When we considered the Whooley questions as an alternative identification method they proved not to be cost effective, with an incremental cost effectiveness ratio of £46 538 per QALY versus the strategy of using the Edinburgh postnatal depression scale with a cut point of 16 (itself not cost effective compared with routine care only).

Discussion

The use of formal identification methods for detecting postnatal depression does not to represent value for money for the NHS. Postnatal depression is an important clinical, economic, and social problem which is under-recognised and for which effective treatments are available. Decisions to screen, however, have attracted considerable controversy, and such policy decisions should be informed by systematic consideration of the clinical and economic evidence. In the absence of prospective economic evidence collected within randomised trials, decision models remain the most useful method to inform practice and policy decisions and to identify areas of uncertainty and priorities for further research. We used decision modelling to address this problem and built on a recent and comprehensive diagnostic meta-analysis of the performance of screening instruments.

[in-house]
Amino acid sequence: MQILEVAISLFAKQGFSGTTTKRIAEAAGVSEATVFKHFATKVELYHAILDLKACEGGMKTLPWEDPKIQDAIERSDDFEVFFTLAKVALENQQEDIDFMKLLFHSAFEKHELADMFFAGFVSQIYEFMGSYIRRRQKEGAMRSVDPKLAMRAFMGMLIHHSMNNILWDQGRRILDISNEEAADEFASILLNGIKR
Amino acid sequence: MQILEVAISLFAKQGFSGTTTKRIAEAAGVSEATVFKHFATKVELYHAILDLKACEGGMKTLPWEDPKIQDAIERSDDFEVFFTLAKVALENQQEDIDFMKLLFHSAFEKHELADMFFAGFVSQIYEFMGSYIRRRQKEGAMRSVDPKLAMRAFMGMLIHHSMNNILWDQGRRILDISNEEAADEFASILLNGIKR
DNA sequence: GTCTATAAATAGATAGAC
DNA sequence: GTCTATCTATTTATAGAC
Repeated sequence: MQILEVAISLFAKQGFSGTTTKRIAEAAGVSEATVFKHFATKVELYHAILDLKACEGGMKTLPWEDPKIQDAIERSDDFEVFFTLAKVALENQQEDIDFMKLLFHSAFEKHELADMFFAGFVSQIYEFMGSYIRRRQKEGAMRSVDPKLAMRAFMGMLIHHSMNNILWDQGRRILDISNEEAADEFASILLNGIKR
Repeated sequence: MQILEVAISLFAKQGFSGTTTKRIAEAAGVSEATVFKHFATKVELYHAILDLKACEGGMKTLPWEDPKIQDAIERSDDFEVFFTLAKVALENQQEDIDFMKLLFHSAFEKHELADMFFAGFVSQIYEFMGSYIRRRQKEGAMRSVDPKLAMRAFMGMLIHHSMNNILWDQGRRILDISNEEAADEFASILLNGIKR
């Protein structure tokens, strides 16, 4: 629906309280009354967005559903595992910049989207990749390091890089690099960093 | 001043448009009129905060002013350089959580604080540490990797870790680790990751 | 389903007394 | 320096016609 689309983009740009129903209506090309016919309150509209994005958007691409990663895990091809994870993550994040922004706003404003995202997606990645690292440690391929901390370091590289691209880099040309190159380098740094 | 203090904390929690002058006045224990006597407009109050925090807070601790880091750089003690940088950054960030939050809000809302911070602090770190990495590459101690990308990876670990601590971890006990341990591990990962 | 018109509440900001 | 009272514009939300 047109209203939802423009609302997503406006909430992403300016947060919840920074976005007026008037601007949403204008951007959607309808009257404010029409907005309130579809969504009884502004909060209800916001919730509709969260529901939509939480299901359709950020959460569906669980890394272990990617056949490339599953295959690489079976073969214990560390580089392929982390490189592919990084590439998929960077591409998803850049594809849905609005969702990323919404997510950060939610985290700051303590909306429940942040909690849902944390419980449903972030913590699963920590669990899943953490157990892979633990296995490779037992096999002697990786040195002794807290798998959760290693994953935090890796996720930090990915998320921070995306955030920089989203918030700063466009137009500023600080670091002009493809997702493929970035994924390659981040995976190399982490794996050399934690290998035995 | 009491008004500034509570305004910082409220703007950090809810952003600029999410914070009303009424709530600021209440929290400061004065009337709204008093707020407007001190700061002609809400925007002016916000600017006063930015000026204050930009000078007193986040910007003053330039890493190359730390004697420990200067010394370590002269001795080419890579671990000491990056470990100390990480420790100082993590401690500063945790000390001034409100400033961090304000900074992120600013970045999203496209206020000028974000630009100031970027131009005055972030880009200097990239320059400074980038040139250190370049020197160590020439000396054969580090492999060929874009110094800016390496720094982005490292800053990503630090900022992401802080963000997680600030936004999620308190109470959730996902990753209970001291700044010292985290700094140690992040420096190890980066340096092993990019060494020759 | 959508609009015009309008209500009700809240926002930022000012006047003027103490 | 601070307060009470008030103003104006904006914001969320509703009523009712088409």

Our conclusions regarding the lack of cost effectiveness are primarily driven by the costs of managing false positives—that is, women with a misdiagnosis of depression at a one off screen who do not subsequently turn out to have postnatal depression. When this cost is relatively high, the specificity of a formal identification method is an important contributor to its cost effectiveness; as this cost falls, specificity becomes less important relative to sensitivity. In the absence of reliable data surrounding this cost, we used a conservative approach in our base case analysis: compared with routine care the most cost effective formal identification method (Edinburgh postnatal depression scale with a cut point of 16) had an incremental cost effectiveness ratio of £41 103 per QALY. This ratio is well above a conventional threshold of willingness to pay of £20 000-30 000 per QALY. Furthermore, even when we adopted a particularly optimistic estimate of this cost (that of a single appointment with a general practitioner) in a sensitivity analysis, compared with routine care the most cost effective formal identification method (Edinburgh postnatal depression scale with a cut point of 10) had an incremental cost effectiveness ratio of £29 186 per QALY, falling only slightly under the upper limit of the £20 000-30 000 per QALY cost effectiveness threshold. As such, our main finding seems to be robust to plausible estimates of the cost of managing false positives. Nevertheless, a definitive answer as to the cost effectiveness of formal identification methods requires further evidence around this particular cost.

A secondary finding is that adopting the structured clinical interview as a confirmatory test for those positively identified by a formal identification method proved to be cost saving compared with the equivalent strategy without such an interview; however, no such strategy subsequently proved to be cost effective compared with routine care only. This suggests that future research into the cost associated with managing false positives should also consider alternative approaches to the management of those positively identified by a formal identification method.